This bold graphic work combines text and image in a call for solidarity with indigenous populations and resistance to their continued subjugation. Dominating the print is a depiction of a fearsome Aztec warrior, clad in a traditional jaguar costume and stabbing a prone Spanish soldier. Designer Lincoln Cushing (American, b. 1953) appropriated the image from famed Mexican muralist Diego Rivera’s fresco cycle, History of the State of Morelos: Conquest and Revolution (1930) at the Palacio de Cortés in Cuernavaca, Mexico. It is part of a scene from the north wall depicting the Spanish invasion of Mexico in the sixteenth century. While the Spanish were ultimately victorious, this scene depicts a moment of resistance in the face of imperialist aggression.
Cushing’s reproduction of Rivera’s image serves as the cover of the Summer 1989 Western Regional Bulletin of the Alliance for Cultural Democracy, a national network of activist arts groups active from 1982 to 1994. Rivera is credited in the lower-right corner. The pamphlet was printed at Inkworks Press, a small nonprofit in Berkeley, California which published posters and leaflets for social justice organizations.
In addition to working in design, Cushing is a librarian and archivist who has written extensively about political posters, notably Cuban posters from the 1960s through 1980s. His interest in twentieth-century Latin American activist printmaking is clear in this work, which draws its style and content from the enduring legacy of the Organization of Solidarity with the People of Asia, Africa and Latin America (OSPAAAL) in Cuba, and the Taller de Gráfica Popular (TGP) in Mexico. Both producers of graphic art in support of revolutionary reform, OSPAAAL and TGP published large bodies of print work with strong encouragement for oppressed groups and social change. TGP in particular played an important role in the construction of a Mexican post-revolutionary identity and became a model for activist print workshops both in Mexico and abroad.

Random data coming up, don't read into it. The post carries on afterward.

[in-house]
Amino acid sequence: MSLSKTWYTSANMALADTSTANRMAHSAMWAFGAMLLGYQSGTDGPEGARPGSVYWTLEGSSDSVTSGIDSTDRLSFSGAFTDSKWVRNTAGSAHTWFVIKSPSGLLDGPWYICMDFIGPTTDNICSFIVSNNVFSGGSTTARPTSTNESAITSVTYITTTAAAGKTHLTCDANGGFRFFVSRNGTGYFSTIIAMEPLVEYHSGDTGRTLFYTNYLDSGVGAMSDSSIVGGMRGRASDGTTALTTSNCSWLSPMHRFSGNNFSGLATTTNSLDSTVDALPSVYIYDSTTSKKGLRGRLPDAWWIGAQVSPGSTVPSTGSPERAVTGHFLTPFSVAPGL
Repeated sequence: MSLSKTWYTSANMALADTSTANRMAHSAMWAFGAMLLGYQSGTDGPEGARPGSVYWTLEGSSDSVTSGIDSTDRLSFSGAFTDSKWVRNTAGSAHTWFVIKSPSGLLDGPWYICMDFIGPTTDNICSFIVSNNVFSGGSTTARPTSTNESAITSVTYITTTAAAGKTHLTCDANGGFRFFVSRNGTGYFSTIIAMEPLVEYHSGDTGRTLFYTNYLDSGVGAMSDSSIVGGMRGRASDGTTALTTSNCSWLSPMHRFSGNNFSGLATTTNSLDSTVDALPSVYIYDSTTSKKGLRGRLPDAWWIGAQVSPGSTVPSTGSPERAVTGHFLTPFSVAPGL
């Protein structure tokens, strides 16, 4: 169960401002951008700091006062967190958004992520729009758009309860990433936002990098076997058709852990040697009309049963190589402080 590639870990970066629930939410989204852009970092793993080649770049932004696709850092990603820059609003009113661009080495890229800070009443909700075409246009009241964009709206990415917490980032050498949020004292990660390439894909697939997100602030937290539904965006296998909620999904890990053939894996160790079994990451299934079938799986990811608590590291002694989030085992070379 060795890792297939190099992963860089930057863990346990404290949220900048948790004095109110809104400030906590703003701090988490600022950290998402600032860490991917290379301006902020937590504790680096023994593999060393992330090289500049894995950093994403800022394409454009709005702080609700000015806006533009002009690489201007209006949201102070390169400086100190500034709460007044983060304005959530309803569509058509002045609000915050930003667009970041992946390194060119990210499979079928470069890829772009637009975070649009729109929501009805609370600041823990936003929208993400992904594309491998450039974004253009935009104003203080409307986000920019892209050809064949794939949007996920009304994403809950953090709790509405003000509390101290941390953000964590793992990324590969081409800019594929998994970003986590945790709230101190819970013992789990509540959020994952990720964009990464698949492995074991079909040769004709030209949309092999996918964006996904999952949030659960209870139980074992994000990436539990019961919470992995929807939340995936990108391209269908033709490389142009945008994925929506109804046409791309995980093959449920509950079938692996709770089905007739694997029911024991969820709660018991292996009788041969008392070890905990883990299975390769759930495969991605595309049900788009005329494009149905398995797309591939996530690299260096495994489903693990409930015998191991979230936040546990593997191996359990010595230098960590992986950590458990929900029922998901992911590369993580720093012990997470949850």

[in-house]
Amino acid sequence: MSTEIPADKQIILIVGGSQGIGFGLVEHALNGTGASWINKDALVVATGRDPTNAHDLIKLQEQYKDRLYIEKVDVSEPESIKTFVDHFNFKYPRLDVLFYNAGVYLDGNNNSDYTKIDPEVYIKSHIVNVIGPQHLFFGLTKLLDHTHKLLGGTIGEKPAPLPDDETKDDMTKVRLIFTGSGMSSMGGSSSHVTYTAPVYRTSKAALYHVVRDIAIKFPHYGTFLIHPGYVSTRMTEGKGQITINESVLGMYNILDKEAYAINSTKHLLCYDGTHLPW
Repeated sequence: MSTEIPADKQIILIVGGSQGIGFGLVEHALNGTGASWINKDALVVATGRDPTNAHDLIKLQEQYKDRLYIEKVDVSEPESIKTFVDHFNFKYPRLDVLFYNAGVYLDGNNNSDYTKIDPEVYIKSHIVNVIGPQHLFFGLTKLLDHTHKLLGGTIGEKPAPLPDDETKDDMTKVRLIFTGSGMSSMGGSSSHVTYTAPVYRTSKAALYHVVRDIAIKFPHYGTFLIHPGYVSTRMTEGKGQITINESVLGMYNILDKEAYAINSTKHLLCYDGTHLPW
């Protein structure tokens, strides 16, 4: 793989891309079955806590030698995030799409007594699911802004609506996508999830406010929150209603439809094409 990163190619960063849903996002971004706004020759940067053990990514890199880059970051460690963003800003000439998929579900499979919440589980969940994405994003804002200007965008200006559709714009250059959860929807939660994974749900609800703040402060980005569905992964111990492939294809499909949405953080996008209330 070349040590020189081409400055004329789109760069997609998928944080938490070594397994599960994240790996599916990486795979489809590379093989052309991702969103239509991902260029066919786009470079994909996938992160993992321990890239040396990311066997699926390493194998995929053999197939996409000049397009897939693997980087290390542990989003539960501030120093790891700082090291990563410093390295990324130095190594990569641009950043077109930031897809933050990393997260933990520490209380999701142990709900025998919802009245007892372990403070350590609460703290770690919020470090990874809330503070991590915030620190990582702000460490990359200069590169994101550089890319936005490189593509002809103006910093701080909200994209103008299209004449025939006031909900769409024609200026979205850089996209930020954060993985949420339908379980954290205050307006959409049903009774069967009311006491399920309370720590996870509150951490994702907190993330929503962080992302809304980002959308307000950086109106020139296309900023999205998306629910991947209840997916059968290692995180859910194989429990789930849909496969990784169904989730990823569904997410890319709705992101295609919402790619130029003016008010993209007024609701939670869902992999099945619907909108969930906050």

By appropriating Rivera’s image, Cushing draws upon a rich Latin American history of politically engaged muralism and graphic art, to address the social justice concerns of his own time and place. He uses the arresting quality of Rivera’s scene of Aztec resistance to draw attention to the continued oppression of indigenous people in the twentieth century, calling for solidarity and protest.
This post was written by Maeve Coudrelle, Curatorial Assistant in Latino Design.
 Lincoln Cushing, “Inkworks Press, 1974–2016: Reflections on a Social Justice Icon,” East Bay Express, February 10, 2016.
 Theresa Avila, “El Taller de Gráfica Popular and the Chronicles of Mexican History and Nationalism,” Third Text, 28:3 (2014): 311-321.